Our next guest on This Writing Life podcast is the journalist and novelist Kevin Sullivan. His latest novel, The Longest Winter, is set during the siege of Sarajevo, which began almost twenty-five-years ago to the day in April 1992. Sullivan covered the conflict as a journalist, and almost lost his life in the nearby town of Gornji Vakuf, when the Land Rover he was travelling in hit a landmine. Sullivan began The Longest Winter shortly after, whilst recuperating in Glasgow, but it would take many more years for the final story to be completed. Keep reading →


Episode 107 - LS Hilton: Part 2


There's only so much a nice podcast can take. In part two of This Writing Life's chat with LS Hilton, we dive into Maestra, the global blockbuster that made its author's name (albeit with initials replacing Lisa). We begin by asking how much of a departure its compostion was for LSH, as are calling her these days.

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Episode 106 - LS Hilton: Part 1


In a new two-part episode, This Writing Life meets Lisa Hilton: journalist, historian and novelist. Her 15 year-career has produced five works of non-fiction, and three of fiction. Yet it took just one book to make her name, albeit under the thin veil of LS Hilton.

Published in 2016, Maestra was a marmite erotic thriller, that provoked controversy, accalaim and headlines across the world. Rejected by Hilton's own agent who found it 'disgusting', and then by almost every English publisher, it found a home first with a film agent, and then with the up and coming Zaffre Press. 50 Shades of Grey, but cut with American Psycho and Patricia Highsmith, it told the coming-of-rage tale of Judith, an ammoral art historian-turned-call-girl -turned-international-swindler-murderer-sex-kitten. It is unnerving, gripping and darkly funny in equal measure.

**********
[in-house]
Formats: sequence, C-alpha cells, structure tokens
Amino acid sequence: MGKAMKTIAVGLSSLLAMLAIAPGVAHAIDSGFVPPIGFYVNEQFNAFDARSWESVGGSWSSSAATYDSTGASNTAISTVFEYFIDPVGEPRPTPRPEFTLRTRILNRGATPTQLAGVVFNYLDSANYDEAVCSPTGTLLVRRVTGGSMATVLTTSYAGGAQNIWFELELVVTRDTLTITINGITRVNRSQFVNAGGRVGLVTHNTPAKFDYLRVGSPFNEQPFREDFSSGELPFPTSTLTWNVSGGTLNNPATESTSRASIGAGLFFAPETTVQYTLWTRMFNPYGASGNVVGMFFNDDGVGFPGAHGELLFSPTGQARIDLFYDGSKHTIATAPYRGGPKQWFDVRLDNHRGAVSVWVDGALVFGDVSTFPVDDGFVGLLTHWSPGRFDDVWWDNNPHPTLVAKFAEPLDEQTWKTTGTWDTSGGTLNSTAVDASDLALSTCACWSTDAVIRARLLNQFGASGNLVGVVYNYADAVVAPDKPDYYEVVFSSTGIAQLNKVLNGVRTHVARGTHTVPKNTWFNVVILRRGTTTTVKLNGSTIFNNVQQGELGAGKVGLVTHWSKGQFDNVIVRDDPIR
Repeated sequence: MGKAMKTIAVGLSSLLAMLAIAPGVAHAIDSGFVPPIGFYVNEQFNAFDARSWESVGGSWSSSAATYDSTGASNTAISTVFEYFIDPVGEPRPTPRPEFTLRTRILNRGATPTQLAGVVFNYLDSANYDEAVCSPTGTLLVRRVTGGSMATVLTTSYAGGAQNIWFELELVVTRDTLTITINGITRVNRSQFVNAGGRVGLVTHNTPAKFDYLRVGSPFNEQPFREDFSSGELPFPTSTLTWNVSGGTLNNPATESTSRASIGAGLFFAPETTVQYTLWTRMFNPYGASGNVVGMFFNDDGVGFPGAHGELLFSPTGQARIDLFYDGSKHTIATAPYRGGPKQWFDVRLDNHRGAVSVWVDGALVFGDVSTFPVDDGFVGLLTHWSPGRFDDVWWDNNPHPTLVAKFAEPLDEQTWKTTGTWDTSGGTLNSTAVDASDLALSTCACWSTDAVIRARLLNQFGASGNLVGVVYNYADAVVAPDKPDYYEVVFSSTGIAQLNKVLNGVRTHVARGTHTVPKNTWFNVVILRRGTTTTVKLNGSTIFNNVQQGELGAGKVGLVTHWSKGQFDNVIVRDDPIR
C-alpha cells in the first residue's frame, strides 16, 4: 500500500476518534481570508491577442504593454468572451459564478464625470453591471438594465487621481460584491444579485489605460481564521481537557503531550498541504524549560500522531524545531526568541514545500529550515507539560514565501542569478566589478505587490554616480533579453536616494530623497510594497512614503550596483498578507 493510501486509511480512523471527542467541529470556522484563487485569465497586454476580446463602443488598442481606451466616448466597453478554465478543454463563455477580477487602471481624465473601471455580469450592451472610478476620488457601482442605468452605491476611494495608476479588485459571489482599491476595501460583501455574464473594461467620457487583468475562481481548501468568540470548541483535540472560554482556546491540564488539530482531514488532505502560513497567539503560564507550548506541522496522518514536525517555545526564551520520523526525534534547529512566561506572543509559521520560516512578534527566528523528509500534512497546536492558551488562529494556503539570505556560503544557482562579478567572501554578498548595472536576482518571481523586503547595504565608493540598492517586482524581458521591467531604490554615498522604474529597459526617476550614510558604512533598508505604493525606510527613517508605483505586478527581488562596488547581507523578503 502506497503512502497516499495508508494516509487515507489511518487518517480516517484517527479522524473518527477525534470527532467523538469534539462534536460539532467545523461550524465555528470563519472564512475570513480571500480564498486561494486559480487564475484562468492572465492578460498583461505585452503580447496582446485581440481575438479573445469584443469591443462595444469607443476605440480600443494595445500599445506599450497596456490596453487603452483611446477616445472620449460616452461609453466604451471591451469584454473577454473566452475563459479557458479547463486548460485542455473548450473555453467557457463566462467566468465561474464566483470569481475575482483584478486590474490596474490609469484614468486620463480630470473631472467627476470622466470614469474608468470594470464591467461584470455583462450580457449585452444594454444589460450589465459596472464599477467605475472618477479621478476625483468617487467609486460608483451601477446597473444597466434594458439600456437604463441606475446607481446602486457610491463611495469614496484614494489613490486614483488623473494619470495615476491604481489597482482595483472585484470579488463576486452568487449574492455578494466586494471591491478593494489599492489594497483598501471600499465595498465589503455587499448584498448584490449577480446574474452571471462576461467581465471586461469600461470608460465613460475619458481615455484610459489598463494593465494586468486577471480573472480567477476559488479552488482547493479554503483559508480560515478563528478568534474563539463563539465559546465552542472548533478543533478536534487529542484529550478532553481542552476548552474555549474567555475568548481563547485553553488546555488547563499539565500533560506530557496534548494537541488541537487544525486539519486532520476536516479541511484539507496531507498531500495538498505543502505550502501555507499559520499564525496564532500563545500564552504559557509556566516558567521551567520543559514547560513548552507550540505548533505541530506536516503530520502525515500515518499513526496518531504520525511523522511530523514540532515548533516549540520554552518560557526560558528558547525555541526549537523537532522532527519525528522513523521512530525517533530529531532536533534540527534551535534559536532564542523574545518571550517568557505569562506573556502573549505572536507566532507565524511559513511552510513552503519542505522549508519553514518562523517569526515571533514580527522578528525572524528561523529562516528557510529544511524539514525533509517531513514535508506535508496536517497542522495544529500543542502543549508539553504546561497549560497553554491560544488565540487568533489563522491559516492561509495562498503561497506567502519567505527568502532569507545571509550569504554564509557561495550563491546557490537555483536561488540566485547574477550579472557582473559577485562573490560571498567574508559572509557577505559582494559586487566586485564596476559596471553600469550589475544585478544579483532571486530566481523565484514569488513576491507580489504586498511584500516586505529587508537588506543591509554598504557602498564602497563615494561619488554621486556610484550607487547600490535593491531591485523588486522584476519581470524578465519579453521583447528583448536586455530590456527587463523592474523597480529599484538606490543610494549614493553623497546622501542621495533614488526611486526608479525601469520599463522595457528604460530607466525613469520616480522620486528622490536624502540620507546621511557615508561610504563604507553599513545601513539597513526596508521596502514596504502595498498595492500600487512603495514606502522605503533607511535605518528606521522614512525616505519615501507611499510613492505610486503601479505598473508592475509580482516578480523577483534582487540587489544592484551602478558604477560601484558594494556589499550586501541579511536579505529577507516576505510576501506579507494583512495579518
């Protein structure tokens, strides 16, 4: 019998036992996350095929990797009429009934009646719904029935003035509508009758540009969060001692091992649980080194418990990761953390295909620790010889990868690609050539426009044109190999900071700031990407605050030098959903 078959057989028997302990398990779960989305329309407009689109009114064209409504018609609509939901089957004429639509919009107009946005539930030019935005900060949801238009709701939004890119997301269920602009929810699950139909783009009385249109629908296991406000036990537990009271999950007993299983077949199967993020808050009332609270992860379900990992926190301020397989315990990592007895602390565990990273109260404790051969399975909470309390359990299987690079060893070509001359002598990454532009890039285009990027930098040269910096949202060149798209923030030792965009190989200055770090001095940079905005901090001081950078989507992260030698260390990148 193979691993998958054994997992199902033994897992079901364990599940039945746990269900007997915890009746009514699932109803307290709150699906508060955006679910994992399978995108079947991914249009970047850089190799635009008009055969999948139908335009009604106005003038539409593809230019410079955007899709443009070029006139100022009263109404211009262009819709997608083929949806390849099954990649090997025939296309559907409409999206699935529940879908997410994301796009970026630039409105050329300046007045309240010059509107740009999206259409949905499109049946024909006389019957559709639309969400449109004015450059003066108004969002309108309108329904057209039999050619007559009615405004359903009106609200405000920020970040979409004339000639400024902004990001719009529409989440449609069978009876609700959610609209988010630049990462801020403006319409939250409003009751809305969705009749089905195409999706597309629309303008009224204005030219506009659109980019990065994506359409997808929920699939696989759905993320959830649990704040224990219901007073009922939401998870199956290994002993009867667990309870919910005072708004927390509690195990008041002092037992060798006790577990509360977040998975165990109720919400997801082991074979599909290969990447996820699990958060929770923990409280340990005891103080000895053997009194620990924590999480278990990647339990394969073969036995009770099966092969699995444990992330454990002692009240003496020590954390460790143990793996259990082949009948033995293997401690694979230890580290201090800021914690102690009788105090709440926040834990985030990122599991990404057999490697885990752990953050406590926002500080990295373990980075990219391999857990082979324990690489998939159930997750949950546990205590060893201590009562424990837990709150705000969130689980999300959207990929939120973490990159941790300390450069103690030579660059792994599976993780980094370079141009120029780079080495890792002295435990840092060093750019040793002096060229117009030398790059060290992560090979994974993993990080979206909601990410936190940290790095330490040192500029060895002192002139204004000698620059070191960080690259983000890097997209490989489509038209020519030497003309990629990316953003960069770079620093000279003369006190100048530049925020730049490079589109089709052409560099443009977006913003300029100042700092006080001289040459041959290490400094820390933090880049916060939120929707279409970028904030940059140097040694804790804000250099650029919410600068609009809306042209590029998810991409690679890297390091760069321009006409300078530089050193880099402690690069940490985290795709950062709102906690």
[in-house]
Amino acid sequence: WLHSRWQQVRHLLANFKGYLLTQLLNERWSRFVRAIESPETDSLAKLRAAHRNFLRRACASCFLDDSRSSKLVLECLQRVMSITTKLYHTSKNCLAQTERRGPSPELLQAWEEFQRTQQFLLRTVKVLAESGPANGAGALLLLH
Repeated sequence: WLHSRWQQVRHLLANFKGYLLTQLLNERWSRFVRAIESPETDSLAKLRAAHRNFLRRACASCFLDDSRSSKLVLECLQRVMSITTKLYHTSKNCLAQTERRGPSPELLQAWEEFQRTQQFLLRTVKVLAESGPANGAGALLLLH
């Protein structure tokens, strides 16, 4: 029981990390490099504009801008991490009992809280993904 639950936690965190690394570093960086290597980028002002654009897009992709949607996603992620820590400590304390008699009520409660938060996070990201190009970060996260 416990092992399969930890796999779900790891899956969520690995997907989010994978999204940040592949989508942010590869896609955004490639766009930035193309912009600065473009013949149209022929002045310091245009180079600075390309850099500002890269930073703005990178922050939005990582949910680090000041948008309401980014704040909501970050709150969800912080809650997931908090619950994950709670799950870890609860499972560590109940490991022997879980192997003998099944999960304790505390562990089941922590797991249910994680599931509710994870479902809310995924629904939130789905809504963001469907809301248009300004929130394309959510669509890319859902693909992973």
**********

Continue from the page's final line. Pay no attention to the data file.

The challenge facing This Writing Life: how long can we talk to Lisa Hilton about her career without mentioning her succès de scandale? Find out by listening below. 


Episode 105 - Richard Russo: Part 5


The final part of our epic chat with Richard Russo asks an epic question: what has it been like to write novels for 30 years? Having chewed over that question we move onto some other big topics, including posterity, death and what comes next (not the afterlife, just what is Russo's next project). 

Finally, we ask: will there be another chapter to Donald Sullivan's adventures? Everybody's Fool is available everywhere right now. We urge you to read it at once.


Episode 104 - Richard Russo: Part 4


'This is not an attempt on my part to portray myself as anything like a prophet. I simply was born somewhere...I got to bear witness to something that was tremendously important to me and my family.'

In this fourth and penultimate This Writing Life interview with Richard Russo, we begin with the fictional small-town of Bath that is found in both Nobody's Fool and its sequel Everybody's Fool. Russo discusses his own personal and artistic relationship with small-town life, taking in his childhood in Gloversville and how it has informed much of his work. From here we meander towards death, in fiction and life, with a cheerier side-track marked: how to begin a novel? Keep reading →